Microsoft SharePoint supports two basic User Interfaces (UI) designs when it comes to team sites; The “Classic” experience, and the “Modern” experience. The modern experience is designed to be compelling, flexible, mobile, and easier to use.

The main difference between classic and modern team sites is the integration with Office 365 Groups. Modern teams sites are connected to Microsoft 365 groups

Another area where they differ is in branding. Branding a Classic site involves the use of  site themes, alternate CSS, and master pages. While these elements are not supported on modern sites, you can still brand your site using new and easier ways. As an example, you can quickly and easily customize the colors of your SharePoint site by changing the theme to reflect your professional style and brand.

With the move towards modern UI experience, the following experiences are modern by default in Classic Site:

  • The SharePoint start page in Microsoft 365
  • Most lists and libraries
  • New pages
  • Site contents
  • Site usage
  • Recycle Bin

How to move a classic team site to a modern team site

Site collection administrators can connect a classic site to a group, and update the home page to the new home page experience at the same time.

So what happens when an Office 365 group is linked to a SharePoint site? How is the Office 365 managed in relationship to the SharePoint groups? 

The section below is an extract from Microsoft doc that explains the relationship between the Office 365 and SharePoint groups, once an Office 365 group is connected to SharePoint site.

Site permissions and group membership

Site permissions and group membership are managed separately. Group members always have access to the team site, however the team site itself can be shared with additional users who are not group members.

Sites and groups have different types of permissions. The following lists show the relationship between site permissions and group membership:

Site Collection   

These are the default permissions groups (with their default permissions levels) for a site collection:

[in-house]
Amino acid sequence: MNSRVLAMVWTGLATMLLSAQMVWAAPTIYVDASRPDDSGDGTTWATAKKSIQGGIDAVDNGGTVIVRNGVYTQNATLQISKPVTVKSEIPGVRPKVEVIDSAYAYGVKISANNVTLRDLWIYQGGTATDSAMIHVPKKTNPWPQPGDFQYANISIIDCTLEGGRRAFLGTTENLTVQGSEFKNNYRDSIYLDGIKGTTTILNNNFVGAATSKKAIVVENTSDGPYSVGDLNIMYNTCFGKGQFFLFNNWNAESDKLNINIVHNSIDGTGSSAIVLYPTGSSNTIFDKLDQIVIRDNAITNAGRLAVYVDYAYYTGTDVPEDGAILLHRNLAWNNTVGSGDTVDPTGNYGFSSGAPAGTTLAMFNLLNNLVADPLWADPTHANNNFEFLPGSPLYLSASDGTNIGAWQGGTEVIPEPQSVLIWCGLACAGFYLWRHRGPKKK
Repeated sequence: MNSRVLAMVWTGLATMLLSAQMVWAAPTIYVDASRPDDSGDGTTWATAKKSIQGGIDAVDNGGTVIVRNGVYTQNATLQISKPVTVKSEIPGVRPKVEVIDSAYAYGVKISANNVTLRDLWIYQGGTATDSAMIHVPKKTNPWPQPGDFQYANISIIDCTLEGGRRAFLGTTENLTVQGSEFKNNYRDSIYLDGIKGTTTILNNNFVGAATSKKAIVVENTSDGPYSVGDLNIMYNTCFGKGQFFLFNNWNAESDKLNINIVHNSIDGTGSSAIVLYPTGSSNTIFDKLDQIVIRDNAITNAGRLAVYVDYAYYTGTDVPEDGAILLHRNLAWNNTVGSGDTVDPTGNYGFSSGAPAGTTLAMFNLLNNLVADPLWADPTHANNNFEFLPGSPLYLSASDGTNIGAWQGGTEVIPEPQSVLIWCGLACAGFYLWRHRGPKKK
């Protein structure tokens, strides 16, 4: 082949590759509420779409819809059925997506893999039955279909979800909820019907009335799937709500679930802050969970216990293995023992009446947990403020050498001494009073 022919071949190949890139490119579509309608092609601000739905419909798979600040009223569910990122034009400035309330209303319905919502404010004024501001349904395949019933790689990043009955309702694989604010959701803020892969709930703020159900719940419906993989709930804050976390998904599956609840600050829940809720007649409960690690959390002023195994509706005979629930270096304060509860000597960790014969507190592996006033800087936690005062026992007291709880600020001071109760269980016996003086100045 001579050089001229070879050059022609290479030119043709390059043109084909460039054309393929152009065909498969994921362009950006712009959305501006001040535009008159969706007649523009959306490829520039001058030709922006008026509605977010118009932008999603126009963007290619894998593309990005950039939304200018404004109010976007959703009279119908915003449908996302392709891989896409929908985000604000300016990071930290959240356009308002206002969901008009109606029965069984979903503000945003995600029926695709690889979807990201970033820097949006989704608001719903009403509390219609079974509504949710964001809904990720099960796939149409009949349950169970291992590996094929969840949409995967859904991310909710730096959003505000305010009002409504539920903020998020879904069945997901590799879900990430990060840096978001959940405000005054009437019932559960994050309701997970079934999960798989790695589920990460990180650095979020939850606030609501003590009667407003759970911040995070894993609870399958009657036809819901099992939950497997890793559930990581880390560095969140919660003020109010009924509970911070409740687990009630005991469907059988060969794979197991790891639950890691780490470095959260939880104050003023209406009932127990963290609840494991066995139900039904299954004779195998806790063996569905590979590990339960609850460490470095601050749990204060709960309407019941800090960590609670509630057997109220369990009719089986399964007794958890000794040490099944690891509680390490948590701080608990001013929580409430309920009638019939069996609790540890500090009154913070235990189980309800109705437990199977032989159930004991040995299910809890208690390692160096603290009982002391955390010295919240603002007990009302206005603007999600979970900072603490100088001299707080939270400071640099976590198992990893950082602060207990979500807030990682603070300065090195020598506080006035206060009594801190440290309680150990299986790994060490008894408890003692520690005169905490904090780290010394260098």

• Team Site Owners (Full control)
  • Team Site Members (Edit)
  • Team Site Visitors (Read)

These groups support nested membership, such as Azure Active Directory groups or Microsoft 365 Security Groups.

Microsoft 365 Group   

These are the group roles (with their permission levels):

  • Group Owners (Full control)
  • Group Members (Edit)

These roles do not support nested membership, such as Azure Active Directory groups or Microsoft 365 Security Groups. When you add users to these roles, they are automatically added to the related site collection permission groups: group owners become site owners and group members become site members.

Connecting a group to an existing site    

When you connect an existing team site to a new Microsoft 365 Group, the following permission changes happen:

  • The site collection administrator that connects the team site to a new group becomes an owner of the group.
  • SharePoint Online will suggest users to be added to the Group Owners and Group Members group based on the site’s current users. If the site permissions groups contain security groups or Azure Active Directory groups, SharePoint Online is not able to suggest group members based on the contents of these groups – you must add these users to the group manually.
  • Any new group members you specify are added to the associated site collection permissions groups – Group Owners are added to the Team Site Owners group, and Group Members are added to the Team Site Members group.
    These changes are made at the site collection level. If you have subsites and you have broken permissions inheritance, your permissions model remains unchanged. Permissions filter down from the site collection level according to the model that you created, including the new group owners and members.
  • If you set the privacy level of the new group to Public, then everyone in your organization – except external users – will have Group Member access to the group.